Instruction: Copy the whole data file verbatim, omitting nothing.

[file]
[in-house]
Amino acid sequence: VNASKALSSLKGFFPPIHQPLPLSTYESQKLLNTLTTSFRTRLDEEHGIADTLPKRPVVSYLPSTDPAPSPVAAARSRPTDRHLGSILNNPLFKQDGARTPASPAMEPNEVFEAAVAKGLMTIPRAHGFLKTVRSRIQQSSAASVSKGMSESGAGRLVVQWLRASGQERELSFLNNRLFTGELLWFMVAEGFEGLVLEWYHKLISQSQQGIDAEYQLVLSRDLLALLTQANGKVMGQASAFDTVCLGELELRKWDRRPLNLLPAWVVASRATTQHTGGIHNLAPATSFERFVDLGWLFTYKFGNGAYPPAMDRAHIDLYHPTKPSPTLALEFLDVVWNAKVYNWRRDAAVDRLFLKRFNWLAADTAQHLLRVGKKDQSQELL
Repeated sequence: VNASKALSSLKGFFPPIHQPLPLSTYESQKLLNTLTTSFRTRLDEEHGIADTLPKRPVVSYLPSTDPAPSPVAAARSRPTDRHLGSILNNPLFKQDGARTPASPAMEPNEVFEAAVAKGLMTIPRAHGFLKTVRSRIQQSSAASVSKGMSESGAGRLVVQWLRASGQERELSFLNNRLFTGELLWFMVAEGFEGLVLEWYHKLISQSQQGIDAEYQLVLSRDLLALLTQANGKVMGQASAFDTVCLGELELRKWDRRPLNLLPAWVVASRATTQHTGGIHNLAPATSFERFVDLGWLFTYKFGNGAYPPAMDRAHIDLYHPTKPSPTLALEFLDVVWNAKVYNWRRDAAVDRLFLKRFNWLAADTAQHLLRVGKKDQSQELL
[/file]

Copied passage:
[in-house]
Amino acid sequence: VNASKALSSLKGFFPPIHQPLPLSTYESQKLLNTLTTSFRTRLDEEHGIADTLPKRPVVSYLPSTDPAPSPVAAARSRPTDRHLGSILNNPLFKQDGARTPASPAMEPNEVFEAAVAKGLMTIPRAHGFLKTVRSRIQQSSAASVSKGMSESGAGRLVVQWLRASGQERELSFLNNRLFTGELLWFMVAEGFEGLVLEWYHKLISQSQQGIDAEYQLVLSRDLLALLTQANGKVMGQASAFDTVCLGELELRKWDRRPLNLLPAWVVASRATTQHTGGIHNLAPATSFERFVDLGWLFTYKFGNGAYPPAMDRAHIDLYHPTKPSPTLALEFLDVVWNAKVYNWRRDAAVDRLFLKRFNWLAADTAQHLLRVGKKDQSQELL
Repeated sequence: VNASKALSSLKGFFPPIHQPLPLSTYESQKLLNTLTTSFRTRLDEEHGIADTLPKRPVVSYLPSTDPAPSPVAAARSRPTDRHLGSILNNPLFKQDGARTPASPAMEPNEVFEAAVAKGLMTIPRAHGFLKTVRSRIQQSSAASVSKGMSESGAGRLVVQWLRASGQERELSFLNNRLFTGELLWFMVAEGFEGLVLEWYHKLISQSQQGIDAEYQLVLSRDLLALLTQANGKVMGQASAFDTVCLGELELRKWDRRPLNLLPAWVVASRATTQHTGGIHNLAPATSFERFVDLGWLFTYKFGNGAYPPAMDRAHIDLYHPTKPSPTLALEFLDVVWNAKVYNWRRDAAVDRLFLKRFNWLAADTAQHLLRVGKKDQSQELL